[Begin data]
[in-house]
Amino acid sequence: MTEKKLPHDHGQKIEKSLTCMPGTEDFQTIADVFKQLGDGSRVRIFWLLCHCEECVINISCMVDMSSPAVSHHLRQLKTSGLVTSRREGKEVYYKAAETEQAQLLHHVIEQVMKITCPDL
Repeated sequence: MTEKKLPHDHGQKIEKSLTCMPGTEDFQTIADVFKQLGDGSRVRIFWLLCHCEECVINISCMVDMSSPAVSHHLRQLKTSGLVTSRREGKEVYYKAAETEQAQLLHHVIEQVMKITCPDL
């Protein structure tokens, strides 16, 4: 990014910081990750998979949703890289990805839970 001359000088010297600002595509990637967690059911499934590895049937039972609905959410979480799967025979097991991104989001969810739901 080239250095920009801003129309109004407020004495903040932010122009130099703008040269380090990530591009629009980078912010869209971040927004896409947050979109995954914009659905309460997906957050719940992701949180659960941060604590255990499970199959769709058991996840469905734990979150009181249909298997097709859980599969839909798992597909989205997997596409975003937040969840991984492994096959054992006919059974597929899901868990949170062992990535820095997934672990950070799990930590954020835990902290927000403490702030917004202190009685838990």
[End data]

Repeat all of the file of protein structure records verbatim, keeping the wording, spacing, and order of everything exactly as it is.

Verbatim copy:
[in-house]
Amino acid sequence: MTEKKLPHDHGQKIEKSLTCMPGTEDFQTIADVFKQLGDGSRVRIFWLLCHCEECVINISCMVDMSSPAVSHHLRQLKTSGLVTSRREGKEVYYKAAETEQAQLLHHVIEQVMKITCPDL
Repeated sequence: MTEKKLPHDHGQKIEKSLTCMPGTEDFQTIADVFKQLGDGSRVRIFWLLCHCEECVINISCMVDMSSPAVSHHLRQLKTSGLVTSRREGKEVYYKAAETEQAQLLHHVIEQVMKITCPDL
């Protein structure tokens, strides 16, 4: 990014910081990750998979949703890289990805839970 001359000088010297600002595509990637967690059911499934590895049937039972609905959410979480799967025979097991991104989001969810739901 080239250095920009801003129309109004407020004495903040932010122009130099703008040269380090990530591009629009980078912010869209971040927004896409947050979109995954914009659905309460997906957050719940992701949180659960941060604590255990499970199959769709058991996840469905734990979150009181249909298997097709859980599969839909798992597909989205997997596409975003937040969840991984492994096959054992006919059974597929899901868990949170062992990535820095997934672990950070799990930590954020835990902290927000403490702030917004202190009685838990």